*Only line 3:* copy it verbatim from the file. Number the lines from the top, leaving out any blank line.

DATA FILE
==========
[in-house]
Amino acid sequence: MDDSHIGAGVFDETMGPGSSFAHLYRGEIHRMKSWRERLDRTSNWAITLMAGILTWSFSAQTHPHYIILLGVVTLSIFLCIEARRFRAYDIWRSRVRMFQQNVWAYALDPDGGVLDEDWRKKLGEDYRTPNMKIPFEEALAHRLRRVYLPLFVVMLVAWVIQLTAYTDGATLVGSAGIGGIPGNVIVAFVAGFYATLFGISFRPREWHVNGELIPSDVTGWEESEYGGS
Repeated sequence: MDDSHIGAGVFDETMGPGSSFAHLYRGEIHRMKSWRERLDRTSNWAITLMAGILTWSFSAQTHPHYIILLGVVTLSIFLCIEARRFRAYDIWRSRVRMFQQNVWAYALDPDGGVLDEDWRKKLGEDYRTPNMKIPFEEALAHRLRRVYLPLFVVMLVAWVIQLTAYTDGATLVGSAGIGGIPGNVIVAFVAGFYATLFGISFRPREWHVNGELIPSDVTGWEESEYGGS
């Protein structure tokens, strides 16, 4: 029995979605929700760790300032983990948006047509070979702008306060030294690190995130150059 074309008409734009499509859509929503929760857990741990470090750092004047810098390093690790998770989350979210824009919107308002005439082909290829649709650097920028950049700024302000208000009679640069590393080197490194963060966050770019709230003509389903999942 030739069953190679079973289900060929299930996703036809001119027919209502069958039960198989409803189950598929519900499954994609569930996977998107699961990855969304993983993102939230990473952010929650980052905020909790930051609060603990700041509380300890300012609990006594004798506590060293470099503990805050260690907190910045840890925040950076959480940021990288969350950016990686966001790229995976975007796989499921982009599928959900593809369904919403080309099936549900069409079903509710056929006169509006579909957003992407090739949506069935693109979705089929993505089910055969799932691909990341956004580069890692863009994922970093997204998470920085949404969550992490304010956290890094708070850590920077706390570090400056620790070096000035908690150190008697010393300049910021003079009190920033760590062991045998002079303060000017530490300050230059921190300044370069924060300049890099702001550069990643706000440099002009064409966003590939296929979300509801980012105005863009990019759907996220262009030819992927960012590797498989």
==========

Repeated sequence: MDDSHIGAGVFDETMGPGSSFAHLYRGEIHRMKSWRERLDRTSNWAITLMAGILTWSFSAQTHPHYIILLGVVTLSIFLCIEARRFRAYDIWRSRVRMFQQNVWAYALDPDGGVLDEDWRKKLGEDYRTPNMKIPFEEALAHRLRRVYLPLFVVMLVAWVIQLTAYTDGATLVGSAGIGGIPGNVIVAFVAGFYATLFGISFRPREWHVNGELIPSDVTGWEESEYGGS